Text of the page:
Furthermore, section 6308 requires that, in addition to hearing each other's testimony, the court-appointed psychiatrists must hear the testimony of ‘all’ witnesses. Again the policy is clear: witnesses may testify to facts not disclosed to the psychiatrists during their interviews or to new theories of mental illness. The trier of fact, and counsel, should have the opportunity to question the court-appointed experts as to their reactions to any such new matter. As we pointed out above, the defense called Dr. Coburn; it is clear that Dr. Davis did not hear his testimony.
We can only speculate as to the ultimate testimony and conclusions of the two court-appointed psychiatrists had the procedure of section 6308 been followed. The failure to follow that procedure was fatal to the validity of the 6318 hearing5 and requires a reversal.
In People v. Valdea (1968) 260 Cal.App.2d 895, 902–905, 67 Cal.Rptr. 583, the contention that establishment of a defendant's mental condition must be proved beyond a reasonable doubt in order to support a commitment as a mentally disordered sex offender was considered and rejected. Relying on the later decision of In re Winship (1970) 397 U.S. 358, 90 S.Ct. 1068, 25 L.Ed.2d 368, defendant argues that Valdez is no longer controlling. We do not agree. Winship involved a juvenile court proceeding and its holding goes no further than to determine that such a proceeding, involving proof of criminal misconduct, was so closely allied to traditional criminal cases as to require the use of the came standard of proof. But the case at bench involves no issue of guilt; it involves only the determination of the appropriate treatment, for the benefit of society, of a man already convicted of crime. We find the attempted analogy invalid.
Since the case must be retried, we need not determine whether, in a case of this sort, the defendant must join in a stipulation for a judge pro tem.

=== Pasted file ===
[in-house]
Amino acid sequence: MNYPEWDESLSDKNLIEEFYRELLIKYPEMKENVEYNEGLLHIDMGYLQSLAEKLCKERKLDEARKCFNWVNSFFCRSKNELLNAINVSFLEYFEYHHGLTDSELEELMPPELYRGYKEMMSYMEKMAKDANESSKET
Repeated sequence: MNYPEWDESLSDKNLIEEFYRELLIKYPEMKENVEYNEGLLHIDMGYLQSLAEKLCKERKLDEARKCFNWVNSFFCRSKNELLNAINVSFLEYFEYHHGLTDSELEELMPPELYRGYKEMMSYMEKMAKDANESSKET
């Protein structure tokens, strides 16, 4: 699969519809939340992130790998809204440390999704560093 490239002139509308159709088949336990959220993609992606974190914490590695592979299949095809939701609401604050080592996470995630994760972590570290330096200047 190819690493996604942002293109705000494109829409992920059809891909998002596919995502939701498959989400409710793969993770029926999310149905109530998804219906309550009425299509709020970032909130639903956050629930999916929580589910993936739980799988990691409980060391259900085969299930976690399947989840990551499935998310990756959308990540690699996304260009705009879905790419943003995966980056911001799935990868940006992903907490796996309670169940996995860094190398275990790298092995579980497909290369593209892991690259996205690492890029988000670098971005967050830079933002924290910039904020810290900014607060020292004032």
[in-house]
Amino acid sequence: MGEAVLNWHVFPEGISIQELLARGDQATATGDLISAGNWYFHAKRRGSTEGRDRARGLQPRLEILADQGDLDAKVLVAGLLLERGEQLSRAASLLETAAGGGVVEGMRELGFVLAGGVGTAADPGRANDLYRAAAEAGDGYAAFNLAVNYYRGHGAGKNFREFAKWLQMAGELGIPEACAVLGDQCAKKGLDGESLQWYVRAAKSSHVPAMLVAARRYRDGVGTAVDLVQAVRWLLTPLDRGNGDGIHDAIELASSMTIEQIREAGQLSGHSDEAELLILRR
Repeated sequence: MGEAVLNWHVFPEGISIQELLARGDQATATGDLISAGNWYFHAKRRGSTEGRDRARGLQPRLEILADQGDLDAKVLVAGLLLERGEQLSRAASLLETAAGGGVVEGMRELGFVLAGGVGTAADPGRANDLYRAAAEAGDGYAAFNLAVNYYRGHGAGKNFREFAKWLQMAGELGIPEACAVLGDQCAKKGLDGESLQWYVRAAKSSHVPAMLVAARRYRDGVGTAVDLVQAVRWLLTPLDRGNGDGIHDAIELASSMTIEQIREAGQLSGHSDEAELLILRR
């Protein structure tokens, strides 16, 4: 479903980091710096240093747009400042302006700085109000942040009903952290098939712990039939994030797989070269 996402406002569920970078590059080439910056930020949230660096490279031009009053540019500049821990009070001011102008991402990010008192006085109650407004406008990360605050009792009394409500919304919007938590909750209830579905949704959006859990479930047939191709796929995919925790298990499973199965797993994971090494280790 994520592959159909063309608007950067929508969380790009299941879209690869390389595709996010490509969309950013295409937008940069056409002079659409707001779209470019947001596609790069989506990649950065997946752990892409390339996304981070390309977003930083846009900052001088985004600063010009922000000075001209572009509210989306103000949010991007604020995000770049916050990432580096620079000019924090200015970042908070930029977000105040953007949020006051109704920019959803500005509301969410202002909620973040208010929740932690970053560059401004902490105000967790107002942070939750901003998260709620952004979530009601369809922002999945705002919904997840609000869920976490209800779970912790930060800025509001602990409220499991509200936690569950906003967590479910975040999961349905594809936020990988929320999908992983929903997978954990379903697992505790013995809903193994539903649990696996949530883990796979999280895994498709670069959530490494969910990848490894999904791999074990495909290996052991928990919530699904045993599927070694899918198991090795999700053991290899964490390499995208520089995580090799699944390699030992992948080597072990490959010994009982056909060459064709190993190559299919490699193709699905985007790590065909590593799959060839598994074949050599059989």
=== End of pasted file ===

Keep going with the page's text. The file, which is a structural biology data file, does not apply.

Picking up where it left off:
The order of commitment is vacated; the case is remanded for further proceedings consistent with this opinion.
1. Unless otherwise indicated, all statutory citations in this opinions are to the Welfare and Institutions Code.
2. § 6308: ‘Each psychiatrist so appointed shall file with the court a separate written report of the result of his examination, together with his conclusions and recommendations and his opinion as to whether or not the person would benefit by care and treatment in a state hospital. At the hearing each psychiatrist shall hear the testimony of all witnesses, and shall testify as to the result of his examination, and to any other pertinent facts within his knowledge, unless the person upon the advice of counsel waives the presence of the psychiatrists and it is stipulated that their respective reports may be received in evidence.’
3. Other matters were urged in the trial court but are not argued here. Only the three contentions above listed deserve consideration in this court.
4. Dr. Davis had testified on the first day of the 6318 hearing and was excused. Dr. Coburn, called by the defense, was the first witness on the second day and Dr. Tweed the second. The record shows that Dr. Tweed was in the courtroom when Dr. Coburn was testifying, and heard his testimony. He was examined about Dr. Coburn's theories.
5. If each court-appointed psychiatrist hears the testimony of the other and of any other witnesses at a 6316 hearing, and if no new witnesses testify at the 6318 hearing, it is arguable that the failure to follow section 6308 at the second hearing may not be fatal. Since that is not the case before us we do not determine the point; we merely indicate that our present opinion does foreclose such a holding.
KINGSLEY, Associate Justice.
JEFFERSON, Acting P. J., and DUNN, J., concur.